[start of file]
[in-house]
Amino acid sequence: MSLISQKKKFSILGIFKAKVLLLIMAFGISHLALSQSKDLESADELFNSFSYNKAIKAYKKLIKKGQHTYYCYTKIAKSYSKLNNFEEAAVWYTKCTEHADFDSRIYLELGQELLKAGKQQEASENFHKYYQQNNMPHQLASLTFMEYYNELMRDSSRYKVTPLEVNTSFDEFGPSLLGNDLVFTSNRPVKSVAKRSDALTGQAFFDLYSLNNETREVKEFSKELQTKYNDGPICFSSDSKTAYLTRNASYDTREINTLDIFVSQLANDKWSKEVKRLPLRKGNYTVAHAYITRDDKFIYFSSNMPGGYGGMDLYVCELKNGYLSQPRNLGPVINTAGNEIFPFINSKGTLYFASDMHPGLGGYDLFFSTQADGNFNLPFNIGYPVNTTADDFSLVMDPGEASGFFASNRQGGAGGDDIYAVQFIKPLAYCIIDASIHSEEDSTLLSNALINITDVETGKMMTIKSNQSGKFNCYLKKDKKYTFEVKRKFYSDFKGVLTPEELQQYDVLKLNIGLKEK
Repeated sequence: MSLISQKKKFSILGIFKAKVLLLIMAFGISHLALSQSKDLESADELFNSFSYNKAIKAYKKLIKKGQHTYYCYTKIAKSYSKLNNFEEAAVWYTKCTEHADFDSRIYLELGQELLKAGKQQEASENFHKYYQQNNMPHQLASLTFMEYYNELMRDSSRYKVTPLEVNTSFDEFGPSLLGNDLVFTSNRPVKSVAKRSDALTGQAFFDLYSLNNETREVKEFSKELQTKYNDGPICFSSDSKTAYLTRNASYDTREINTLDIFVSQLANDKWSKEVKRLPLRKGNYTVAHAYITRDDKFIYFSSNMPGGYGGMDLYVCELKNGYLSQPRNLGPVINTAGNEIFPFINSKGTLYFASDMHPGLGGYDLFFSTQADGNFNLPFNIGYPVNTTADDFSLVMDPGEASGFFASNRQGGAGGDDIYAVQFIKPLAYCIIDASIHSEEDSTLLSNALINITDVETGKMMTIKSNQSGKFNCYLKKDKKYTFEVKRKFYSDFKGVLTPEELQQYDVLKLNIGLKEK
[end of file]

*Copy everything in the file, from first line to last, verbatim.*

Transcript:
[in-house]
Amino acid sequence: MSLISQKKKFSILGIFKAKVLLLIMAFGISHLALSQSKDLESADELFNSFSYNKAIKAYKKLIKKGQHTYYCYTKIAKSYSKLNNFEEAAVWYTKCTEHADFDSRIYLELGQELLKAGKQQEASENFHKYYQQNNMPHQLASLTFMEYYNELMRDSSRYKVTPLEVNTSFDEFGPSLLGNDLVFTSNRPVKSVAKRSDALTGQAFFDLYSLNNETREVKEFSKELQTKYNDGPICFSSDSKTAYLTRNASYDTREINTLDIFVSQLANDKWSKEVKRLPLRKGNYTVAHAYITRDDKFIYFSSNMPGGYGGMDLYVCELKNGYLSQPRNLGPVINTAGNEIFPFINSKGTLYFASDMHPGLGGYDLFFSTQADGNFNLPFNIGYPVNTTADDFSLVMDPGEASGFFASNRQGGAGGDDIYAVQFIKPLAYCIIDASIHSEEDSTLLSNALINITDVETGKMMTIKSNQSGKFNCYLKKDKKYTFEVKRKFYSDFKGVLTPEELQQYDVLKLNIGLKEK
Repeated sequence: MSLISQKKKFSILGIFKAKVLLLIMAFGISHLALSQSKDLESADELFNSFSYNKAIKAYKKLIKKGQHTYYCYTKIAKSYSKLNNFEEAAVWYTKCTEHADFDSRIYLELGQELLKAGKQQEASENFHKYYQQNNMPHQLASLTFMEYYNELMRDSSRYKVTPLEVNTSFDEFGPSLLGNDLVFTSNRPVKSVAKRSDALTGQAFFDLYSLNNETREVKEFSKELQTKYNDGPICFSSDSKTAYLTRNASYDTREINTLDIFVSQLANDKWSKEVKRLPLRKGNYTVAHAYITRDDKFIYFSSNMPGGYGGMDLYVCELKNGYLSQPRNLGPVINTAGNEIFPFINSKGTLYFASDMHPGLGGYDLFFSTQADGNFNLPFNIGYPVNTTADDFSLVMDPGEASGFFASNRQGGAGGDDIYAVQFIKPLAYCIIDASIHSEEDSTLLSNALINITDVETGKMMTIKSNQSGKFNCYLKKDKKYTFEVKRKFYSDFKGVLTPEELQQYDVLKLNIGLKEK